Source:

Gordon GJ, Dong L, Yeap BY, Richards WG, Glickman JN, Edenfield H, Mani M, Colquitt R, Maulik G, Van Oss B, Sugarbaker DJ, Bueno R. Four-gene expression ratio test for survival in patients undergoing surgery for mesothelioma. Journal of the National Cancer Institute. 2009;101:678-686.

http://www.survivingmesothelioma.com/news/view.asp?ID=0034

 
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Ranpirnase Added to Doxorubicin Improves Survival in Pretreated Patients With Malignant Mesothelioma: Presented at ASCO

By Emma Hitt, PhD

ORLANDO, Fla -- June 2, 2009 -- Ranpirnase added to doxorubicin improves survival in pretreated patients with malignant mesothelioma, according to findings from a phase 3 trial presented here on June 1 at the 45th Annual Meeting of the American Society of Clinical Oncology (ASCO).

According to the researchers, a previous study has demonstrated that ranpirnase, a novel ribonuclease, resulted in a 1-year survival rate of 42% in a multicentre phase 2 trial in chemotherapy-naïve and pretreated patients.

Martin Reck, MD, Hospital Grosshansdorf,Hamburg,Germany, and colleagues compared the efficacy and safety of doxorubicin with or without ranpirnase. Patients (n = 413) had unresectable malignant mesothelioma and an Eastern Cooperative Oncology Group performance status of 0 to 1, and they were allowed to have up to 1 previous line of treatment. Mean age was approximately 62 years.

An intent-to-treat analysis found no significant difference in median overall survival. With doxorubicin plus ranpirnase, the median survival was 11.1 versus 10.7 months for doxorubicin plus placebo (hazard ratio [HR] = 1.02; 95% confidence interval [CI], 0.82-1.26).

However, in a preplanned analysis of 130 patients who had been pretreated with chemotherapy, a significant advantage in survival in favour of doxorubicin plus ranpirnase was noted, with a median survival of 10.5 months for ranpirnase versus 9 months for placebo (HR = 1.49; 95% CI, 1.02-2.17).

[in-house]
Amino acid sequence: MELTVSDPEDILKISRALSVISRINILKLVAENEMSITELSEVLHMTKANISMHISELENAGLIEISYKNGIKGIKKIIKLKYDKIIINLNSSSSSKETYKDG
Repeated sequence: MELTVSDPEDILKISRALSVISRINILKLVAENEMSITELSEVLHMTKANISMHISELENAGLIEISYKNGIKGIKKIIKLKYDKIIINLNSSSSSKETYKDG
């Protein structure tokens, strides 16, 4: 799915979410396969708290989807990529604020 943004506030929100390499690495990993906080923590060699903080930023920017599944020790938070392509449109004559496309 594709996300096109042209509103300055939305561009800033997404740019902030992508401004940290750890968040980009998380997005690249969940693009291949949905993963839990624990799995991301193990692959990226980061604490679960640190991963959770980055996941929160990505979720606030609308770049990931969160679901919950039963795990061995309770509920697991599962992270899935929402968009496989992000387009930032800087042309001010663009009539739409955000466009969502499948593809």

No adverse safety issues were observed with the addition of ranpirnase. The most common side effects were associated with doxorubicin and included nausea, fatigue, and alopecia. Other side effects included neutropenia, oedema, arthralgia, and peripheral neuropathy.

The researchers concluded that the treatment is safe and feasible and may result in a significant impact on survival compared with doxorubicin alone for pretreated patients.

"Further evaluation of ranpirnase in combination with pemetrexed and confirmation of second-line efficacy will be of interest," Dr. Reck said during the presentation.

[Presentation title: Randomized, Multicenter Phase III Study of Ranpirnase Plus Doxorubicin (DOX) Versus DOX in Patients With Unresectable Malignant Mesothelioma (MM). Abstract 7507]

 
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Current Status of Screening for Malignant Pleural Mesothelioma

Harvey I. Pass,MD,Michele Carbone, MD, PhD

Malignant mesothelioma is characterized by its association with asbestos, its long latency period, and the propensity for the diagnosis to be obtained in the later stages of the disease. Because the high-risk cohorts for mesothelioma are fairly well defined by the association with asbestos, and the exposure is usually in the workplace, it is hypothesized that early detection of the disease could (1) find patients at an earlier, more treatable stage and (2) result in prolonged survival over the present median 12 months from the start of therapy. Many studies have used standard chest X-ray to characterize changes associated with asbestos-exposed individuals, but the insensitivity of X-ray in screening patients with mesothelioma has never supported the wide-scale adaptation of such an effort. With the advent of computerized tomography, prospective trials, many of which are chiefly prevalence detection studies, have been performed and stress the importance for proper detailing by carefully qualifying suspicious changes, as well as defining the correct cohort to screen. Most recently, serum biomarkers with the potential to discriminate asbestos-exposed, non-cancer-bearing individuals from those with mesothelioma have been investigated both at single institutions and with multi-institutional-blinded trials. These markers, including soluble mesothelin-related protein, osteopontin, and megakaryocyte potentiating factor, may, in the future, be incorporated into a screening algorithm for high-risk asbestos-exposed individuals to help monitor these cohorts in a noninvasive fashion and guide the use of computerized tomography.